The economy of pinball manufacturing…

Addams Family's Thing

There is another half of the pinball economy; that of the manufacturing.

A pinball machine is a very complex electromechanical system controlled by a comprehensive state machine implemented in software. The implementation is complicated by such fun little details like making sure that no two coils fire simultaneously on a single power supply section. If they do, a fuse blows.

But a pinball machine has to do more than just make noise and fire coils at the right time. A successful machine has to have some kind of a theme that is tied together into the grand package. Furthermore, game play has to “flow” in that certain shots need to play off of each other.

A pinball machine must also be designed such that the novice player can achieve rewards fairly easily without understanding what they doing. At the same time, a well designed machine will offer unique challenges to an advanced player, frequently with some kind of “super bonus round” that can only be had by collecting all other modes or challenges.

While any two pinball machines made by the same manufacturer around the same year will have a number of components that can be interchanged, every machine has many unique components ranging from specially shaped custom printed plastics, to particularly shaped pieces of metal, to molded plastic ball guides under the playfield, to custom wire ramps, and so on.

Many machines also have a major “toy” or two that are completely unique, large, and often have electromechanical subsystems dedicated entirely to their integration into gameplay.

Bookcase Mechanism

For example, Addams Family (I own the gold edition) has a bookcase which contains 4 optical switches and a custom motor with gearbox for making it turn. In other words, a relatively complex one-off mechanism.

The end result of all of this is that every pinball machine manufactured is built during some part of a single production run. Once the manufacturing run is done, the assembly line is torn down and reconfigured for a completely different machine to be built.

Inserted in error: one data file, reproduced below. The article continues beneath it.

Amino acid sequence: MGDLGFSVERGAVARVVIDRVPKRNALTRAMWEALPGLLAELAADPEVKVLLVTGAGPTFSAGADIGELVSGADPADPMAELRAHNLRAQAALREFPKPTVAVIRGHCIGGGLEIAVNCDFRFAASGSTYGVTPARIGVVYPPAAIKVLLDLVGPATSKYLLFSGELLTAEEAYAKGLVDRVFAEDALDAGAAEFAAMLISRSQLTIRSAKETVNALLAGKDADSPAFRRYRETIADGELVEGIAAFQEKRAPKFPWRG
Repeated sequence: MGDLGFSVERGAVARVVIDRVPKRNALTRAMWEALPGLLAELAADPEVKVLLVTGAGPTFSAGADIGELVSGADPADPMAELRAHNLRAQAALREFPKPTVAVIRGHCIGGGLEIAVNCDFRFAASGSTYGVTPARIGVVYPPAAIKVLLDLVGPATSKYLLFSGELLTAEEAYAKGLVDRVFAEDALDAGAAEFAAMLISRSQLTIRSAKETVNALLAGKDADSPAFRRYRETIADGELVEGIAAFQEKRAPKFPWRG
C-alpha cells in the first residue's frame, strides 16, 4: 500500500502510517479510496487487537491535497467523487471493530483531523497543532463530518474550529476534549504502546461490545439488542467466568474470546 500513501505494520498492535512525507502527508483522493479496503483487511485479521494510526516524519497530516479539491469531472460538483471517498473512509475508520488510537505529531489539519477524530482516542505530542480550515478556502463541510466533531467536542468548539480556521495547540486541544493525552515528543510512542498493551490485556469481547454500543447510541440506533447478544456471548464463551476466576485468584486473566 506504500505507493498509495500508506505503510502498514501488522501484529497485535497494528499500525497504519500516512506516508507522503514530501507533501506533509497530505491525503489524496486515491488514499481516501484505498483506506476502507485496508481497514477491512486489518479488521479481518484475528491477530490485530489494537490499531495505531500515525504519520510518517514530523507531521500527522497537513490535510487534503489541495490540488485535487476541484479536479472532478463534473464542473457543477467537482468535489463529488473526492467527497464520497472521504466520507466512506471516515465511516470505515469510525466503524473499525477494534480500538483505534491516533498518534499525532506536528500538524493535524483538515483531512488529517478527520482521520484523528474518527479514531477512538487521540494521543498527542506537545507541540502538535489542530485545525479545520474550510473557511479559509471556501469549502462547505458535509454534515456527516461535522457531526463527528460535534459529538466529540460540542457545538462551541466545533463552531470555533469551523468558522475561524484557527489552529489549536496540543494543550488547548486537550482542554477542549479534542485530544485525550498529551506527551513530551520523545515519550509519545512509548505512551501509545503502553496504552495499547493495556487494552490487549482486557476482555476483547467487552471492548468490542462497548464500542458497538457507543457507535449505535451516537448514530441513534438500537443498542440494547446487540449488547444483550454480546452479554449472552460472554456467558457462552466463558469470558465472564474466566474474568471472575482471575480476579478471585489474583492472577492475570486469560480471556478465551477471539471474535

Once a production run is completed, there will never be another instance of that particular machine built!

Fortunately, the sales cycle on a machine is long enough that the manufacturer doesn’t have to predict how many machines of any given title should be built before launch day.

For the manufacturer, the success of any given machine is determined by how many units sell. Like any manufacturing business, it is also the manufacturer’s goal to make each machine as cheap as possible. This means that component tolerances tend to be very tight and one of the first corners to be cut is maintainability (see my previous post and witness the pain of changing a simple rubber ring).

For the route operator, the success of any given machine is a combination of how many quarters are dropped into it and how long it can remain on location as a popular machine to play. Obviously, buying fewer machines and rotating them less often lowers the cost of operation.

This leads to an interesting conundrum. The manufacturer makes money by selling more machines and by making the machines as cheap as possible. The route operator makes more money by buying fewer machines and maintaining the ones he has less often (or by cutting corners — again, the topic of another post). A bit of a conflict.

For the pinball enthusiast that takes the big step into machine ownership, maintenance of said machines can be difficult. If a unique part breaks beyond repair, finding a replacement may be completely impossible. Of course, this has led to a very healthy aftermarket for both used and New Old Stock (NOS — components that are new, but are no longer manufactured) parts.

Even some of the commodity components are no longer made. For example, the Comet’s displays are driven by chips that are quite difficult to find and cost upwards of $25/each for a component that likely sold for around $1 originally. Since any given display configuration was reused across multiple machines, this has led to an interesting market of re-designed displays made from LEDs that offer a brighter and many times more efficient display than the original gas plasma technology that was used.

One of the Comet’s displays is dead. If it is just the glass — the physical display itself — then it will be easy and pretty cheap to fix. However, if it proves to be some of the components driving the display, I may choose to engineer my own replacement display technology.

I could certainly plop down the $220 for the replacement LED displays already manufactured. But that’d be against my Maker’s ethos.

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